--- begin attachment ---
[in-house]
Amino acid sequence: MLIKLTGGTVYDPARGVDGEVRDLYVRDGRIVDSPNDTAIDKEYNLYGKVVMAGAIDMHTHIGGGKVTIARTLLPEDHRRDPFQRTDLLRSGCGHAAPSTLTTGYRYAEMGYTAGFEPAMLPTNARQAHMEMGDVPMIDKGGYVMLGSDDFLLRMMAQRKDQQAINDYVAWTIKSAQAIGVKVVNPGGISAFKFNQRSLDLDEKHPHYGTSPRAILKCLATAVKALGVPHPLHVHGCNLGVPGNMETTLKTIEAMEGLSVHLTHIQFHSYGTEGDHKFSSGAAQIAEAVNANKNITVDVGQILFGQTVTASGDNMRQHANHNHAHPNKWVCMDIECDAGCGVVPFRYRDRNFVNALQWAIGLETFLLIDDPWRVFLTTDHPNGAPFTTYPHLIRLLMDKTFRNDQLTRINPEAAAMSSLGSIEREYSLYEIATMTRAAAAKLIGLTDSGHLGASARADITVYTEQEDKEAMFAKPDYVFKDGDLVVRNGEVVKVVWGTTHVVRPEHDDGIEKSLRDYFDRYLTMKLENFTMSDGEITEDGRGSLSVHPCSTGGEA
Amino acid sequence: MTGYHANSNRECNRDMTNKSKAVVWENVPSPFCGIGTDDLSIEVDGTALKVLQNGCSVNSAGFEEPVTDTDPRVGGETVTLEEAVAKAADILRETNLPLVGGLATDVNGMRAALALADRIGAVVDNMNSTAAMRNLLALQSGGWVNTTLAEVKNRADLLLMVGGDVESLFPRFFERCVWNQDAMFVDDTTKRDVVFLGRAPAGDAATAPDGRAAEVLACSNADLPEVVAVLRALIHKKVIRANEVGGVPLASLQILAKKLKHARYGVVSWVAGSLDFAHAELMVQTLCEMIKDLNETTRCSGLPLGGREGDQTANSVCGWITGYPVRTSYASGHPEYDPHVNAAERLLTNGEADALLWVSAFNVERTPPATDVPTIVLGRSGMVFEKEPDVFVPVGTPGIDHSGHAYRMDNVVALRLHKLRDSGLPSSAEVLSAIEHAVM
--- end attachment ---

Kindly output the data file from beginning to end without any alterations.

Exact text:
[in-house]
Amino acid sequence: MLIKLTGGTVYDPARGVDGEVRDLYVRDGRIVDSPNDTAIDKEYNLYGKVVMAGAIDMHTHIGGGKVTIARTLLPEDHRRDPFQRTDLLRSGCGHAAPSTLTTGYRYAEMGYTAGFEPAMLPTNARQAHMEMGDVPMIDKGGYVMLGSDDFLLRMMAQRKDQQAINDYVAWTIKSAQAIGVKVVNPGGISAFKFNQRSLDLDEKHPHYGTSPRAILKCLATAVKALGVPHPLHVHGCNLGVPGNMETTLKTIEAMEGLSVHLTHIQFHSYGTEGDHKFSSGAAQIAEAVNANKNITVDVGQILFGQTVTASGDNMRQHANHNHAHPNKWVCMDIECDAGCGVVPFRYRDRNFVNALQWAIGLETFLLIDDPWRVFLTTDHPNGAPFTTYPHLIRLLMDKTFRNDQLTRINPEAAAMSSLGSIEREYSLYEIATMTRAAAAKLIGLTDSGHLGASARADITVYTEQEDKEAMFAKPDYVFKDGDLVVRNGEVVKVVWGTTHVVRPEHDDGIEKSLRDYFDRYLTMKLENFTMSDGEITEDGRGSLSVHPCSTGGEA
Amino acid sequence: MTGYHANSNRECNRDMTNKSKAVVWENVPSPFCGIGTDDLSIEVDGTALKVLQNGCSVNSAGFEEPVTDTDPRVGGETVTLEEAVAKAADILRETNLPLVGGLATDVNGMRAALALADRIGAVVDNMNSTAAMRNLLALQSGGWVNTTLAEVKNRADLLLMVGGDVESLFPRFFERCVWNQDAMFVDDTTKRDVVFLGRAPAGDAATAPDGRAAEVLACSNADLPEVVAVLRALIHKKVIRANEVGGVPLASLQILAKKLKHARYGVVSWVAGSLDFAHAELMVQTLCEMIKDLNETTRCSGLPLGGREGDQTANSVCGWITGYPVRTSYASGHPEYDPHVNAAERLLTNGEADALLWVSAFNVERTPPATDVPTIVLGRSGMVFEKEPDVFVPVGTPGIDHSGHAYRMDNVVALRLHKLRDSGLPSSAEVLSAIEHAVM